The last couple of months seem to have evaporated into thin air, and as a result, I missed February’s scheduled fleet update. Some thoughts from both February and March in this instalment, then. Continue reading “Fleet update, March 2019”
2002 SEAT Leon 20VT
For the first time ever in my two and a half years of owning the Leon, I calculated the fuel mileage. After a fairly even split of 200 miles of commuting and 200 miles of slightly exuberant recreational motoring, it came in at 33.5mpg. That was better than I expected, and means it would probably not take much effort to be knocking on 40mpg on a run. The only other thing of note this month was capturing a pleasing odometer reading.
On most rear-wheel drive vehicles, a flex disc, sometimes called a giubo (which, you may be interested to know, is properly pronounced JOO-boh), is fitted where the gearbox and propshaft flanges meet. Flex discs are designed to help smooth out the transfer of torque between the gearbox and the rear wheels. You can see it in place on my E39 below, with the gearbox crossmember removed, which you need out of the way in order to access the flex disc.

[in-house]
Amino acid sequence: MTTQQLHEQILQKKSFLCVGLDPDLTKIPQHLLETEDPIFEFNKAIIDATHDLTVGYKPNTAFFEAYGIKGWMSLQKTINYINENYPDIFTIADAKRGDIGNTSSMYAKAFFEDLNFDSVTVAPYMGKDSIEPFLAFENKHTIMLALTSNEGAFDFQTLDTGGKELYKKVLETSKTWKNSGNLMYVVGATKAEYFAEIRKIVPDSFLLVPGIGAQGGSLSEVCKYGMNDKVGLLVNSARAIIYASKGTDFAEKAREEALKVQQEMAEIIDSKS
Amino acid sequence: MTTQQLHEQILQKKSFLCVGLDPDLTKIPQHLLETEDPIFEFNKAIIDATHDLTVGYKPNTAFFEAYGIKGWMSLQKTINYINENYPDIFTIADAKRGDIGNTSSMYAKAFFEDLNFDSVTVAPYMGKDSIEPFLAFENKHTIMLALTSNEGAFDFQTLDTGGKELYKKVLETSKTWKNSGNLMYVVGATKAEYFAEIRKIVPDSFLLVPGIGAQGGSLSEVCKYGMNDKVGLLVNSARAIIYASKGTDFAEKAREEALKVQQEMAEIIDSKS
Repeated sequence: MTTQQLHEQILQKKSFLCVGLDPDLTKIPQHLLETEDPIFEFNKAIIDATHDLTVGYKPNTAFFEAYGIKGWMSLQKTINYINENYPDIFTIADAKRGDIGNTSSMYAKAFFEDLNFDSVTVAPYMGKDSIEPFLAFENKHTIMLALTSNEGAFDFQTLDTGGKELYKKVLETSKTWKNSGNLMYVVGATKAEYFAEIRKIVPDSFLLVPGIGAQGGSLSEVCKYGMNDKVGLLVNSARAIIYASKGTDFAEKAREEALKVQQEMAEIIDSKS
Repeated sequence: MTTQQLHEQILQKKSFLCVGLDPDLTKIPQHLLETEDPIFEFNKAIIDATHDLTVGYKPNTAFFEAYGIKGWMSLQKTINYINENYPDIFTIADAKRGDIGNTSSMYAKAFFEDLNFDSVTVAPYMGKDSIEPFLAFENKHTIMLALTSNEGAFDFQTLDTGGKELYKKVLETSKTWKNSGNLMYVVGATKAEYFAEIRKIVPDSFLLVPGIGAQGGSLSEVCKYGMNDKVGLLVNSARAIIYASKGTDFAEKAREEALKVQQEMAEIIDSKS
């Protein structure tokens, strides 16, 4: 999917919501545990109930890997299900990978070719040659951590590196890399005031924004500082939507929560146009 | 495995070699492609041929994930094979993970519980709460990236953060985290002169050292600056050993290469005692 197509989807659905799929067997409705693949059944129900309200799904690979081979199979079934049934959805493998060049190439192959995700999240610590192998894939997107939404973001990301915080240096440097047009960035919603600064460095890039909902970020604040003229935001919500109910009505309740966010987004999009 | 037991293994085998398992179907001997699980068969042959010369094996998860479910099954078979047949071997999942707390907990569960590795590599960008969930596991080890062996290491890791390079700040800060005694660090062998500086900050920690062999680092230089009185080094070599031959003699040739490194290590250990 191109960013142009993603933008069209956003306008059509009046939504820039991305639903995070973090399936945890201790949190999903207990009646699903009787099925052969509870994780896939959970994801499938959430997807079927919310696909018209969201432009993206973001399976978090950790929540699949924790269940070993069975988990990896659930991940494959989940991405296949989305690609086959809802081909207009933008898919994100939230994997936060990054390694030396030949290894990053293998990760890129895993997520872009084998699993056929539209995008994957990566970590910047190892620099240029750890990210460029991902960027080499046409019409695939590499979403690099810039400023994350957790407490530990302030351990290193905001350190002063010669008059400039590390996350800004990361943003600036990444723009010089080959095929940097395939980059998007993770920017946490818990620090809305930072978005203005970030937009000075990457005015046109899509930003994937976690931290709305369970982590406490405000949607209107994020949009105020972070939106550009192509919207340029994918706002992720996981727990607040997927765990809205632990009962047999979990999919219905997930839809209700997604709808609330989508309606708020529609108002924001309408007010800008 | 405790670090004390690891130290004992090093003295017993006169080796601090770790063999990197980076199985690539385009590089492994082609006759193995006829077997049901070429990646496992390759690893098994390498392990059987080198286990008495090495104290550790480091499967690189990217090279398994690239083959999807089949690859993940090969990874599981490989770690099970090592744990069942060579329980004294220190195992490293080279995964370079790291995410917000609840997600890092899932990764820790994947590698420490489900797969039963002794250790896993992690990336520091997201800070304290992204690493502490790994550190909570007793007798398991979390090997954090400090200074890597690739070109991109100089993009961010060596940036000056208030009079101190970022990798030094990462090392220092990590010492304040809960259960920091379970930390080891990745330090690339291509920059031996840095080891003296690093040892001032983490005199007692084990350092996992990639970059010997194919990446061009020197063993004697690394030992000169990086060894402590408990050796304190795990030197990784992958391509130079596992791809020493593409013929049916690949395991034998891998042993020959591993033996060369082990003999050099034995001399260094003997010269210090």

The photo below shows the old flex disc from my car on the left, and the new one on the right. Now, if you’ve been following this blog for any length of time, you will know that I replaced this last March. So why am I doing it again now, and more importantly, why is the old one so distressed already? Continue reading “Flex disc woes”
A few weeks ago, I replaced the seals on the VANOS unit on my E39. Replacing the seals is supposed to restore low-end power and response, increase fuel economy, and help the car idle better. I can’t say I have noticed any dramatic improvement in how the car runs since doing the job. Granted, my seals were only partially worn, but in the 500 miles I’ve driven in the past few weeks, the only noticeable change has been a slightly smoother idle when cold. Continue reading “Improving performance by cleaning and re-crimping electrical connections”